LPPC Urges Congress to Preserve Critical Public Financing Tool in Tax Reform Proposal, February 26, 2014

CONTACT: Michael Catanzaro
February 26, 2014
(202) 346-8841

Washington, DC — Large Public Power Council (LPPC) Chairman Bill Gaines released the following statement in response to House Ways and Means Committee Chairman Dave Camp’s recent tax reform proposal:

“We appreciate Chairman Camp’s efforts to reform the federal tax code. However as highlighted throughout the Ways and Means Committee working group process, we remain concerned that taxing municipal bonds for the first time in history would be counterproductive. The proposal released today would place a new 10 percent tax on interest from municipal bonds, which would have a significant impact on public power utility customers and future investments in critical infrastructure.

“Public power electric utilities rely on municipal bond-financed projects to keep the lights on and the drinking water flowing for millions of American families. State and local governments also rely on municipal bonds as a critical tool for infrastructure investment.

“Large public power systems alone expect to issue nearly $20 billion in tax-exempt bonds over the next five years to finance the building and improvement of generation, transmission and reliability facilities. The new tax on municipal bonds proposed by Chairman Camp is an unprecedented change and levies an ultimately regressive federal tax on utilities and state and local governments and the citizens they serve. This provision will be disproportionately borne by small businesses and low or fixed income households who can least afford it.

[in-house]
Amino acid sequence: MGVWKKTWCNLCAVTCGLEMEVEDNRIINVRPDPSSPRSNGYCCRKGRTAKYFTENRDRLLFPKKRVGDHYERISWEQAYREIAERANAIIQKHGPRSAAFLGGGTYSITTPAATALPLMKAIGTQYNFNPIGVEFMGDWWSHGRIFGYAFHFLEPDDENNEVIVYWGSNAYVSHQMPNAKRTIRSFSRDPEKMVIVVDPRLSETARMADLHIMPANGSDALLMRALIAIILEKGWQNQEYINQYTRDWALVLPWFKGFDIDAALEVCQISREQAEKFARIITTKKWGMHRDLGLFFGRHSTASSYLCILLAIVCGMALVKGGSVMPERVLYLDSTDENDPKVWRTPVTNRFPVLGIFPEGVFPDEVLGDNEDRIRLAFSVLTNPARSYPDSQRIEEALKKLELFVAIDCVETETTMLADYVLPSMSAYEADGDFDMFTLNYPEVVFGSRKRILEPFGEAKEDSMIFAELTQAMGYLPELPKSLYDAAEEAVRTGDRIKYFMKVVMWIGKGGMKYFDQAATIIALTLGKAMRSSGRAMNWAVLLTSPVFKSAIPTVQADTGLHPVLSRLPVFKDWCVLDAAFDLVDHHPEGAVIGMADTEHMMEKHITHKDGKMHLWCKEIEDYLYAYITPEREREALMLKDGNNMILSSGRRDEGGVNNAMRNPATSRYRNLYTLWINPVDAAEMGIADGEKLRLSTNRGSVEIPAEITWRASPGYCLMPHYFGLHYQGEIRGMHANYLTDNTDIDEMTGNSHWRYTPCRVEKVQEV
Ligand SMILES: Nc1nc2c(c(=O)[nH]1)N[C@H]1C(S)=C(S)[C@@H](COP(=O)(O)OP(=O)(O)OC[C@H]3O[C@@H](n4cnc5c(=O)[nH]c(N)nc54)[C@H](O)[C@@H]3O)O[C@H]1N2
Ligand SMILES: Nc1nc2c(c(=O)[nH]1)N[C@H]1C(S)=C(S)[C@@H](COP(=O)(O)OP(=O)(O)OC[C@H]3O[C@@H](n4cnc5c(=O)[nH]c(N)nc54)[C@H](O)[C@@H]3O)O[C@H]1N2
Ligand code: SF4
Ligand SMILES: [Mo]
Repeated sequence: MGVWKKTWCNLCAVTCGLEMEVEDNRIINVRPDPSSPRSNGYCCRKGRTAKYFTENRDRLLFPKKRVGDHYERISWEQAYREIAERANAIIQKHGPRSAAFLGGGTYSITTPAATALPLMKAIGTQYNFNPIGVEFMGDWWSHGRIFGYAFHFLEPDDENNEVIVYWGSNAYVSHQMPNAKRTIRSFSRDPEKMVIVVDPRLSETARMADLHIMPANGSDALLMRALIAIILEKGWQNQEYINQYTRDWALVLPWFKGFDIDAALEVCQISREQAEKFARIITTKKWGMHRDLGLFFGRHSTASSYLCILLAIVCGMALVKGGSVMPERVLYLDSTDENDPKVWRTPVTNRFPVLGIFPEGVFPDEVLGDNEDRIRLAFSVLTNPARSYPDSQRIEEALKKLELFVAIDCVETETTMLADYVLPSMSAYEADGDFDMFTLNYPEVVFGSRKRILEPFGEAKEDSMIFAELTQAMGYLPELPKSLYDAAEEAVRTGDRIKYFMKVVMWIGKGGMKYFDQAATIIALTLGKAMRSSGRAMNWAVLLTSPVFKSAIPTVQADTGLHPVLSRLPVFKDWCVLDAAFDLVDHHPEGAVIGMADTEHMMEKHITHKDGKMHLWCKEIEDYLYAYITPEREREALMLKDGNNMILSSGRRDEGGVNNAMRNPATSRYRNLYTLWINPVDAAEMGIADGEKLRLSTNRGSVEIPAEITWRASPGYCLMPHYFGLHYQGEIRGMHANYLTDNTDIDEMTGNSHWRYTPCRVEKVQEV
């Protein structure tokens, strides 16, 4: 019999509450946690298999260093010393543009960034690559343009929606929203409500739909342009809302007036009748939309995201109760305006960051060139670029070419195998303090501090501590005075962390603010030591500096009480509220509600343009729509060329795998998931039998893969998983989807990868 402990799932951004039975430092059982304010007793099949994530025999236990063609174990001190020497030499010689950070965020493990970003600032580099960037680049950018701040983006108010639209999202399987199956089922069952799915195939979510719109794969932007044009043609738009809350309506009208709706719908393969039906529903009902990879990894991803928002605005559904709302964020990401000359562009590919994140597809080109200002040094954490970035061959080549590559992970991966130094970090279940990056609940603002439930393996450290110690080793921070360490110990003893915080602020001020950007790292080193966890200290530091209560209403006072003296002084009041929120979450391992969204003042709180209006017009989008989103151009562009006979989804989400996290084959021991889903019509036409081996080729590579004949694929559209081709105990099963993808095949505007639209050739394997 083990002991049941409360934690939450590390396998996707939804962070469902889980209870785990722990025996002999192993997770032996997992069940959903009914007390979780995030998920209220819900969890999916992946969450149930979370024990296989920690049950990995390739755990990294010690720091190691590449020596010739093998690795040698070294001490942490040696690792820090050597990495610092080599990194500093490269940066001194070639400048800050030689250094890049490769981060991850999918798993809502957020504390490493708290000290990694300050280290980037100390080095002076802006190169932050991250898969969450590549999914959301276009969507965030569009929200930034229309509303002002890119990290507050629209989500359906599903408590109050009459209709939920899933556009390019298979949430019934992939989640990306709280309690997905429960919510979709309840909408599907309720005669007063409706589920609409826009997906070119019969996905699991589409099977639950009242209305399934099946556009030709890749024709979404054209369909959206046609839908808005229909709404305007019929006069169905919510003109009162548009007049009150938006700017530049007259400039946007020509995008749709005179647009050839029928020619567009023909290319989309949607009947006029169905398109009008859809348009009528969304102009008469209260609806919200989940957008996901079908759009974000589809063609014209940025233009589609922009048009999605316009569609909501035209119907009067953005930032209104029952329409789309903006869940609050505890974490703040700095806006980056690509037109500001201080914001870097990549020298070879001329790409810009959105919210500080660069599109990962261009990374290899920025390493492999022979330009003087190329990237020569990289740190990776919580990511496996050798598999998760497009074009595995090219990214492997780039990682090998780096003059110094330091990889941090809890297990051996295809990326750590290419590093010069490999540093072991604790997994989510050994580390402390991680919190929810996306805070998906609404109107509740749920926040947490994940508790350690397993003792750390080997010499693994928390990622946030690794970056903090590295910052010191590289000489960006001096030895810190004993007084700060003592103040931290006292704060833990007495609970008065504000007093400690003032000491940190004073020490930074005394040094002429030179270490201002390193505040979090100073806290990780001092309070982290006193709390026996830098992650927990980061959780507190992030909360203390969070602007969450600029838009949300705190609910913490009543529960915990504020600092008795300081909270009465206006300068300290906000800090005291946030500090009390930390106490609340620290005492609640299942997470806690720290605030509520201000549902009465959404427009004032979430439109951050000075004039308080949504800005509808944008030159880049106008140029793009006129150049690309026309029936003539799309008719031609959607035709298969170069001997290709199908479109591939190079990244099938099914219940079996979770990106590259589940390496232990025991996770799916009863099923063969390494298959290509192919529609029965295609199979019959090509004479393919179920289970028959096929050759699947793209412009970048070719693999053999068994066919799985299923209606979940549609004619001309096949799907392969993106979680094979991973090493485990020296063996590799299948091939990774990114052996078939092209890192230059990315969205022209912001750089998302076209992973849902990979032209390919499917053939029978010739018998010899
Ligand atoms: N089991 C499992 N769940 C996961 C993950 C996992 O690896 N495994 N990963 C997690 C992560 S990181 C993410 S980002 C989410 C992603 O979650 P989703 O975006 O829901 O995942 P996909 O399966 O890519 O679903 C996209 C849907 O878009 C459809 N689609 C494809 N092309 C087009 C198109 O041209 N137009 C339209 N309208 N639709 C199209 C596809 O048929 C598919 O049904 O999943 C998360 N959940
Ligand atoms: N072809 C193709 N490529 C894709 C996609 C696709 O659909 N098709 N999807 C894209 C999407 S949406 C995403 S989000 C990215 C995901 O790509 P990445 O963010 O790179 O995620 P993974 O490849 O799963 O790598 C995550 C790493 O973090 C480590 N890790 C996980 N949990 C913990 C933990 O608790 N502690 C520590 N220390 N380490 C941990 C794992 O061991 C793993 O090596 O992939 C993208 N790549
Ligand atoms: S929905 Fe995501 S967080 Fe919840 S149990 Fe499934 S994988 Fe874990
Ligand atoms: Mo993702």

“In addition, the draft would eliminate the ability to advance refund bonds on a tax-exempt basis, which would expose our customers to further added costs and remove an important tool used responsibly to refinance capital expenditures.

“Congress should maintain the current tax exemption on municipal bond interest so that public power can continue to invest in critical infrastructure while keeping power prices affordable for American families. We look forward to continuing to work with the Committee as it works toward comprehensive tax reform.”


LPPC represents 26 of the largest locally owned and operated not-for-profit electric systems in the United States. Our member utilities are located in 12 states and Puerto Rico and own and operate more than 86,000 megawatts of generation capacity and more than 35,000 circuit miles of high voltage transmission lines. LPPC member utilities supply electricity to some of the largest cities in the country including Los Angeles, Seattle, Omaha, Phoenix, Sacramento, Jacksonville, San Antonio, Orlando and Austin.